Na7!! Three games and some thoughts on the players who won them.

Na7!! Three games and some thoughts on the players who won them.


A very quick( for me ) post today ( yep, I put too many 'War and Peace' scale articles on here ) with an original idea linking some games and some thoughts on the players who played them. It kind of compliments two of my earlier posts, my Barcza Knight ballet - that no-one seems to have really understood!- and the Bh7ch one.

If anyone out there knows of other games with the idea, or has managed to play it him/her self, please post the game in the comments. I would love to see them. Thanks in advance.

First up, one of my three great teachers. Paul Keres. GREAT player, special man, and one of the truly brilliant annotators. (At some point I actually will get round to doing a post on my favourite annotators, and throw it open to reader contributions. maybe when I retire in a few years time) My local library had Keres' three volume work on his best games. 


I spent hours with them as a total novice, going over every word, move, note, variation, idea, etc. For me - as a 'Chess Evolutionist', Keres is a link in what I think of as the chain of stylistic purity. Those players who, in the context of the way that chess was played in their eras, achieved the ideal all round chess style. De Vere, ( If you have not read my article on him, please do yourself a favour and go take a look. It is a sad story of possibly the greatest talent of his era[other opinions are available!] and you can find it here:-  Nope - haven't learnt how to do hyperlinks yet - education welcomed!!)

O.K. Back on topic! De Vere - Charousek - Rubinstein - Keres - Spassky - Ivanchuck - Anand. That is my chain. Who will be next?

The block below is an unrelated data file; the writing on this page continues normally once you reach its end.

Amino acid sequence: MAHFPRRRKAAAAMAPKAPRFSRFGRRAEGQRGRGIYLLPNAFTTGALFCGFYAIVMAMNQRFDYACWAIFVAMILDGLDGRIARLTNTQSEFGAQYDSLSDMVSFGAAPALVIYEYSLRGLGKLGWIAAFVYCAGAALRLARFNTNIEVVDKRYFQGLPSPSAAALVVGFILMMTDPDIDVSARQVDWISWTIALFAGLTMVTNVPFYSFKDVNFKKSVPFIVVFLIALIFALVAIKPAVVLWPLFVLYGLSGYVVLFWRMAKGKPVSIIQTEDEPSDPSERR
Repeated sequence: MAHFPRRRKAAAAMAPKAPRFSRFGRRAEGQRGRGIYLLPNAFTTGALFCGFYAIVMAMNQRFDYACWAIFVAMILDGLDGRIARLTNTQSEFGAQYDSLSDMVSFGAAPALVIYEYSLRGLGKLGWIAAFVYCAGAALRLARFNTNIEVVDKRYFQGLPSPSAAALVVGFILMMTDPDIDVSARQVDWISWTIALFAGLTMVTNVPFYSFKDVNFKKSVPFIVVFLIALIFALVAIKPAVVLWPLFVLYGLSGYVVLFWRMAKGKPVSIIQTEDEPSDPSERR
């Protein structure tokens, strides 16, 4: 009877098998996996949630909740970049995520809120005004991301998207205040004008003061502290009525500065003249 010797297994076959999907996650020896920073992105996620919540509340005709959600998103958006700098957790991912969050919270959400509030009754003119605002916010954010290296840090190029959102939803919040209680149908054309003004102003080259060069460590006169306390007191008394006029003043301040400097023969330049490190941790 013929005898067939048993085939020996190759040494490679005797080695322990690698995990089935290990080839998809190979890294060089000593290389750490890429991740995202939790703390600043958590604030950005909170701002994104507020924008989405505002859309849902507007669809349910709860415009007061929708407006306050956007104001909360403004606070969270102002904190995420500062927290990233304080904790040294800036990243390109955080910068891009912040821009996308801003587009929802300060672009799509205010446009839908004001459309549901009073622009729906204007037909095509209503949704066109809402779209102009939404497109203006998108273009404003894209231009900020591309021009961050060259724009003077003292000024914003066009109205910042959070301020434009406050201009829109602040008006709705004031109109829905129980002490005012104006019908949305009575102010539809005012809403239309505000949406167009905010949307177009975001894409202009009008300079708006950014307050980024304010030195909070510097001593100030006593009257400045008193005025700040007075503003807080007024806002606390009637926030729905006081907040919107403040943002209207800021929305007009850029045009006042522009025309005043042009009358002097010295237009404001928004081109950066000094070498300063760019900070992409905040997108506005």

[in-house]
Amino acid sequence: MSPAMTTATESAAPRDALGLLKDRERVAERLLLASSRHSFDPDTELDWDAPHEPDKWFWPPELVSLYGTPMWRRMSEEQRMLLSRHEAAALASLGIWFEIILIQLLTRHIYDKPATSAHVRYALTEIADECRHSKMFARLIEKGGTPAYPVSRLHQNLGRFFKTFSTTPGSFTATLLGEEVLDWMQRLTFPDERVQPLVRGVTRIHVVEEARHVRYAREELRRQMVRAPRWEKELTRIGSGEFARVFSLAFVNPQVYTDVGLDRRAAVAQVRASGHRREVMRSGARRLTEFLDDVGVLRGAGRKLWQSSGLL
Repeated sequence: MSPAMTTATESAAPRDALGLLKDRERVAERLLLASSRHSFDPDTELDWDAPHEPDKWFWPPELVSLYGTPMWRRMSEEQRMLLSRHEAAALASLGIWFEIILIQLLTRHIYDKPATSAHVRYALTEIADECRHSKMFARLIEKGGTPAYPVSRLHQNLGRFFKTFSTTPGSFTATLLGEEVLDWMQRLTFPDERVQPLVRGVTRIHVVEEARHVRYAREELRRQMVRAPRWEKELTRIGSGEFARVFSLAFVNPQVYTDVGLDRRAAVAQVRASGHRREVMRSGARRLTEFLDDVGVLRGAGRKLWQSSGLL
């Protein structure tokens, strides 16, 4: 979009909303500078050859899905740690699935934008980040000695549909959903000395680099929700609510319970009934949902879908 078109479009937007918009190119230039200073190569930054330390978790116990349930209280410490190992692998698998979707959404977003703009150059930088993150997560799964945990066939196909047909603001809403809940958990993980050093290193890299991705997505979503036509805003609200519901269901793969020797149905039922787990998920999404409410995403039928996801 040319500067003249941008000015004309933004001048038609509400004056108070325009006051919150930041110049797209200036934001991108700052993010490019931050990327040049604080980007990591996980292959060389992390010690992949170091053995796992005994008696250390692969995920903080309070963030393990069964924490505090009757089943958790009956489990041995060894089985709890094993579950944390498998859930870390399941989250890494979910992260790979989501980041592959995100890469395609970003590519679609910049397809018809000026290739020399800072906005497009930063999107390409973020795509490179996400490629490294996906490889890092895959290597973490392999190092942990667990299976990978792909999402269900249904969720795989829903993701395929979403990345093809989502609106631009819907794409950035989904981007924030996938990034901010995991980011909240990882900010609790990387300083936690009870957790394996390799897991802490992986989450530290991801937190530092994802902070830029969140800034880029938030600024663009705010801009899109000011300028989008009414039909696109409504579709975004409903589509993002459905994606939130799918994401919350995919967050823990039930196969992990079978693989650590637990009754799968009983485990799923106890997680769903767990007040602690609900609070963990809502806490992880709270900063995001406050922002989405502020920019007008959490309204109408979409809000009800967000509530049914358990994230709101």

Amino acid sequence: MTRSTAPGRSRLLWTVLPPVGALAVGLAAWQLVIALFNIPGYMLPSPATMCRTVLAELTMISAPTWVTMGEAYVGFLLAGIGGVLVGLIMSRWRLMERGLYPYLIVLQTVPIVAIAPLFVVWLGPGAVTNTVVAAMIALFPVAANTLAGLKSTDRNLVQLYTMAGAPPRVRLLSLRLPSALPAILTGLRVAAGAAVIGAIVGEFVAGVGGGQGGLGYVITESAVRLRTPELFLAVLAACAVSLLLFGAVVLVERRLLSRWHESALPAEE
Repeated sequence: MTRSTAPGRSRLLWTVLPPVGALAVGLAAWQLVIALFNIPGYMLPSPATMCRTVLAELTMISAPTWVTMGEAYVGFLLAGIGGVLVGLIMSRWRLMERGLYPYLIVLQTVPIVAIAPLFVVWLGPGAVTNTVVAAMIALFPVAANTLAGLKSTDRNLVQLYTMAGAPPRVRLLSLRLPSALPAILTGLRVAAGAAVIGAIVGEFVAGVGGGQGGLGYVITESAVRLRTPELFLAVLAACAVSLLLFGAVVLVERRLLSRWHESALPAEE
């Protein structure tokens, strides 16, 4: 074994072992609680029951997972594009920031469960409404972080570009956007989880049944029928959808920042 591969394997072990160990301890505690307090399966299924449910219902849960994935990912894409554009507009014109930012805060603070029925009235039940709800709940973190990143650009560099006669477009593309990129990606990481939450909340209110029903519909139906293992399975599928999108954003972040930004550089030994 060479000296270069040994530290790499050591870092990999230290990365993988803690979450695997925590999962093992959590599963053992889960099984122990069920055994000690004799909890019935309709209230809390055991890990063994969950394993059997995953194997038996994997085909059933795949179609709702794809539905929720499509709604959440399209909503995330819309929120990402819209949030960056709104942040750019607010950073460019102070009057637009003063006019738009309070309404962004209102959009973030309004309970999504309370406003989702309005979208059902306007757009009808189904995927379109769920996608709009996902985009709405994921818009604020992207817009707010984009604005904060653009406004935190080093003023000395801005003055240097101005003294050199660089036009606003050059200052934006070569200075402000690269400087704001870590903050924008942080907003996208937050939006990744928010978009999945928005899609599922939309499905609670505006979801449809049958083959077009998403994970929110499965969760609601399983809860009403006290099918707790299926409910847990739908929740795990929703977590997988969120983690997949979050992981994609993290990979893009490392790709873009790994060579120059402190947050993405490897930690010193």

In this game, against a player who was, at the time, considered a major challenger to Alekhine's World Championship, Keres played what he described, in the above books, as  'the most original attacking move of my entire career'. 

A picture that I have used elsewhere, from the book in my previous article, to link the previous game with the next one - also given there, to which I have added some notes.

nullBarcza and Keres at the European Team Championship in 1961.

A couple  of things to say about Gedeon Barcza, whilst I am in a chatty mood! In the words of Eduard Gufeld he was 'a Grandmaster when it meant something'. His style is not to everyone's taste, but, to those of us who love endgame play, his games are a delight. He also had a peculiar talent for Knight maneuvers. His weakness was that he was one of those players who was much stronger with White than with Black. Young players are probably really bored with my advice 'study endgames', but the fact is that it is good advice! I recently saw a game on this site, in a post of chessters, where a player managed to lose a won ending because he did not know a very basic endgame idea.

However, this game despite the quiet opening, doesn't in effect get to an endgame.

And so on to the man in a hat in the header photo. Vasilly Ivanchuk. Having actually known one, I am very remiss to use the word 'genius'. In my '10 favourite books' post :-  

I give the opinion that if anyone in chess history deserves to be called a genius, it is Philidor - he will be in the 'favourite annotators' post! In chess, many players have been described as a 'genius'. In the modern era of chess there are many wonderful players. I am a chess historian, but I do not disregard what is happening today. If we take the statement that' half of  the people who have ever lived are alive today' and apply it to chess, then, depending on how you want to manipulate the numbers, certainly a quarter of the greatest chess talent in the history of the game is active today. 

I have expressed the opinion elsewhere that, notwithstanding the presence of Kasparov, Karpov, Kramnik, Anand, etc,  if Ivanchuck had had Simagin as his second he would have been World Champion. He is an extraordinary talent, and. in my opinion, one of the few players in history worthy of being described as a genius. A collection of his 'best games' would probably encompass 5 volumes of at least 100 games each, with many more games of true quality not included. I remember sitting watching a 'Master Class' , from one of the Gibralter events, I think - HELP!! - where he started off with one game, got distracted and went into another, and so on. There is more chess in his head than everyone who reads this put together will ever experience. One writer coined the phrase - apologies for not rememering the source 'Planet Chucky'. We are lucky to have him amongst us in the modern age.